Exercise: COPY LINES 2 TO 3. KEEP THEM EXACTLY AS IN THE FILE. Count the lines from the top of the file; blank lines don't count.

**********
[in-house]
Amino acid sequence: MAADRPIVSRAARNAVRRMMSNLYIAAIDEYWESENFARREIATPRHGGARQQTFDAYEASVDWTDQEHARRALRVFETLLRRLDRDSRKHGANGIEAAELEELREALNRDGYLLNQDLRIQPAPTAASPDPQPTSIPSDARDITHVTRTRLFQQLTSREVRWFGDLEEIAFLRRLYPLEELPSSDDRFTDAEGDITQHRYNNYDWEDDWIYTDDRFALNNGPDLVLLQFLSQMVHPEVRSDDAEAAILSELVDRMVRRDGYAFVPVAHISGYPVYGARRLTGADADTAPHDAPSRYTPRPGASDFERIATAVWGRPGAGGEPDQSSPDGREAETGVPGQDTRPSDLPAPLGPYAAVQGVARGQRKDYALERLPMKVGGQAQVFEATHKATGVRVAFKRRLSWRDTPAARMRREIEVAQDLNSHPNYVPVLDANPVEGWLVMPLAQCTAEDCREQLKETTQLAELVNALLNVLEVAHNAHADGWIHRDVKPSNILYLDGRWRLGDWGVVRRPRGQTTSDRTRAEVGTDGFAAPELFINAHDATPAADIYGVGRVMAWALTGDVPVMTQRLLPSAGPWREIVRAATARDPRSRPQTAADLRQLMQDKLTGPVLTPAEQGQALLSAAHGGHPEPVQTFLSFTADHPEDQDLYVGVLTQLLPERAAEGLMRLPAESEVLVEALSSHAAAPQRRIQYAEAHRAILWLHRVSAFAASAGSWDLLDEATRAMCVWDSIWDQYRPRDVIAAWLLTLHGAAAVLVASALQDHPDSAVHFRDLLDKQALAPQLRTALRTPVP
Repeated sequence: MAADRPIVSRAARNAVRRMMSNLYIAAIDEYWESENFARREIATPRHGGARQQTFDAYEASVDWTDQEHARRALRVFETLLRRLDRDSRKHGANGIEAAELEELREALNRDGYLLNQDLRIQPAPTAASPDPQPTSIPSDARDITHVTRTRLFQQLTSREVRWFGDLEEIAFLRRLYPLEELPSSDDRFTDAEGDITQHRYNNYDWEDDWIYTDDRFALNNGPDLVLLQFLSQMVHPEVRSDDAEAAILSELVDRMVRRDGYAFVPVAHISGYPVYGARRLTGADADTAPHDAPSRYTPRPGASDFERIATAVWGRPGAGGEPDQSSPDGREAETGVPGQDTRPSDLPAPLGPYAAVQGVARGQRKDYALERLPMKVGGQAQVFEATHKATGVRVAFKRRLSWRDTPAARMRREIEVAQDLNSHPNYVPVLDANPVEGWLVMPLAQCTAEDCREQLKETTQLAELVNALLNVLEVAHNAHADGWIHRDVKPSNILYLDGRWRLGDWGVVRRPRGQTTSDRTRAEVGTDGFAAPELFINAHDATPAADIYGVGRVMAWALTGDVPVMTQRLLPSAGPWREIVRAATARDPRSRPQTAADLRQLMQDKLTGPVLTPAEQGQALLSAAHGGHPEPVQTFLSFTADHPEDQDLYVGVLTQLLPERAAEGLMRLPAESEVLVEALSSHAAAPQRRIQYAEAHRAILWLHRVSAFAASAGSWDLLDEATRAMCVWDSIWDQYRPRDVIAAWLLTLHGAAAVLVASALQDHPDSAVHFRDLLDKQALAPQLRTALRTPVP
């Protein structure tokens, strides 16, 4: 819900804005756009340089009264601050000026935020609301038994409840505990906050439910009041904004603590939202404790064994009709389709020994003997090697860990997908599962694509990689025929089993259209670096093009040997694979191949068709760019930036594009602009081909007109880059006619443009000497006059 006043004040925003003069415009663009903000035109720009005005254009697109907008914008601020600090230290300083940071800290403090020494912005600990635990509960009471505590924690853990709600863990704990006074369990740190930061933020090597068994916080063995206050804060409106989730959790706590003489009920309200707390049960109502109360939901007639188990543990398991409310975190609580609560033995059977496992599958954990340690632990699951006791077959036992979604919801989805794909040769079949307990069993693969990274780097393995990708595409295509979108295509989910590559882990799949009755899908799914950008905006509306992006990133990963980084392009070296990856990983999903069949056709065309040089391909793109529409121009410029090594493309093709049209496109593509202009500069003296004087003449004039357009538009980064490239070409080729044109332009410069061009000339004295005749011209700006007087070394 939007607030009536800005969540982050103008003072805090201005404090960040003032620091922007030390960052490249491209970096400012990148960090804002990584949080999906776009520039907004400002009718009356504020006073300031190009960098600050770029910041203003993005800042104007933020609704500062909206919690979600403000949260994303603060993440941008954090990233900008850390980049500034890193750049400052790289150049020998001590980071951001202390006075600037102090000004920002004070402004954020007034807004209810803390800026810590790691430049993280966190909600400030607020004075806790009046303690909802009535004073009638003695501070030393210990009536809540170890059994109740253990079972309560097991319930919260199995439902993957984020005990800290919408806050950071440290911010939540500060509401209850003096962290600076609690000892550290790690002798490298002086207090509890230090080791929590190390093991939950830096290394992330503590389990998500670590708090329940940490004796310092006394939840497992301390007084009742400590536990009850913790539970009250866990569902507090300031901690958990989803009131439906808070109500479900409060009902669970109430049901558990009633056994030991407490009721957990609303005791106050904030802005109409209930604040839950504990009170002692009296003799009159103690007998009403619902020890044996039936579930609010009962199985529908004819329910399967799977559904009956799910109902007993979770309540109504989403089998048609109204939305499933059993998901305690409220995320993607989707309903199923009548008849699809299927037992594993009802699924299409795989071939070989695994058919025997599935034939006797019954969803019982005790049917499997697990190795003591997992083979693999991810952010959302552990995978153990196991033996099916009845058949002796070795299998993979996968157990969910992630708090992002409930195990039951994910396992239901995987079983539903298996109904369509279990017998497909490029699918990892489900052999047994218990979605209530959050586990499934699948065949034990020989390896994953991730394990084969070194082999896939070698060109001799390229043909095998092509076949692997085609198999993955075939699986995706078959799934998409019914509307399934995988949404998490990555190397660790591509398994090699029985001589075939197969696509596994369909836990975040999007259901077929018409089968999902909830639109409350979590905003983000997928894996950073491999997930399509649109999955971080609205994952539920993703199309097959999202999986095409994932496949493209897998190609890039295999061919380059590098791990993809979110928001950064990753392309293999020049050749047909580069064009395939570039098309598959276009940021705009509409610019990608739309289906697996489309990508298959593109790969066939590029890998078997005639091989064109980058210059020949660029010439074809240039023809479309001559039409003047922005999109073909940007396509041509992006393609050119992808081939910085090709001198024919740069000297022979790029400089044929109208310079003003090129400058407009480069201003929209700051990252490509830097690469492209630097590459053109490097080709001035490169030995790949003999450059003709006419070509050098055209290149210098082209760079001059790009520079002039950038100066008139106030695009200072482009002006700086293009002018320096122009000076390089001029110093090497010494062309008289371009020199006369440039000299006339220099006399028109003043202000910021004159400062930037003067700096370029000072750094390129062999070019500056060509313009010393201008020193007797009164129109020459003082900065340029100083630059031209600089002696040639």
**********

Amino acid sequence: MAADRPIVSRAARNAVRRMMSNLYIAAIDEYWESENFARREIATPRHGGARQQTFDAYEASVDWTDQEHARRALRVFETLLRRLDRDSRKHGANGIEAAELEELREALNRDGYLLNQDLRIQPAPTAASPDPQPTSIPSDARDITHVTRTRLFQQLTSREVRWFGDLEEIAFLRRLYPLEELPSSDDRFTDAEGDITQHRYNNYDWEDDWIYTDDRFALNNGPDLVLLQFLSQMVHPEVRSDDAEAAILSELVDRMVRRDGYAFVPVAHISGYPVYGARRLTGADADTAPHDAPSRYTPRPGASDFERIATAVWGRPGAGGEPDQSSPDGREAETGVPGQDTRPSDLPAPLGPYAAVQGVARGQRKDYALERLPMKVGGQAQVFEATHKATGVRVAFKRRLSWRDTPAARMRREIEVAQDLNSHPNYVPVLDANPVEGWLVMPLAQCTAEDCREQLKETTQLAELVNALLNVLEVAHNAHADGWIHRDVKPSNILYLDGRWRLGDWGVVRRPRGQTTSDRTRAEVGTDGFAAPELFINAHDATPAADIYGVGRVMAWALTGDVPVMTQRLLPSAGPWREIVRAATARDPRSRPQTAADLRQLMQDKLTGPVLTPAEQGQALLSAAHGGHPEPVQTFLSFTADHPEDQDLYVGVLTQLLPERAAEGLMRLPAESEVLVEALSSHAAAPQRRIQYAEAHRAILWLHRVSAFAASAGSWDLLDEATRAMCVWDSIWDQYRPRDVIAAWLLTLHGAAAVLVASALQDHPDSAVHFRDLLDKQALAPQLRTALRTPVP
Repeated sequence: MAADRPIVSRAARNAVRRMMSNLYIAAIDEYWESENFARREIATPRHGGARQQTFDAYEASVDWTDQEHARRALRVFETLLRRLDRDSRKHGANGIEAAELEELREALNRDGYLLNQDLRIQPAPTAASPDPQPTSIPSDARDITHVTRTRLFQQLTSREVRWFGDLEEIAFLRRLYPLEELPSSDDRFTDAEGDITQHRYNNYDWEDDWIYTDDRFALNNGPDLVLLQFLSQMVHPEVRSDDAEAAILSELVDRMVRRDGYAFVPVAHISGYPVYGARRLTGADADTAPHDAPSRYTPRPGASDFERIATAVWGRPGAGGEPDQSSPDGREAETGVPGQDTRPSDLPAPLGPYAAVQGVARGQRKDYALERLPMKVGGQAQVFEATHKATGVRVAFKRRLSWRDTPAARMRREIEVAQDLNSHPNYVPVLDANPVEGWLVMPLAQCTAEDCREQLKETTQLAELVNALLNVLEVAHNAHADGWIHRDVKPSNILYLDGRWRLGDWGVVRRPRGQTTSDRTRAEVGTDGFAAPELFINAHDATPAADIYGVGRVMAWALTGDVPVMTQRLLPSAGPWREIVRAATARDPRSRPQTAADLRQLMQDKLTGPVLTPAEQGQALLSAAHGGHPEPVQTFLSFTADHPEDQDLYVGVLTQLLPERAAEGLMRLPAESEVLVEALSSHAAAPQRRIQYAEAHRAILWLHRVSAFAASAGSWDLLDEATRAMCVWDSIWDQYRPRDVIAAWLLTLHGAAAVLVASALQDHPDSAVHFRDLLDKQALAPQLRTALRTPVP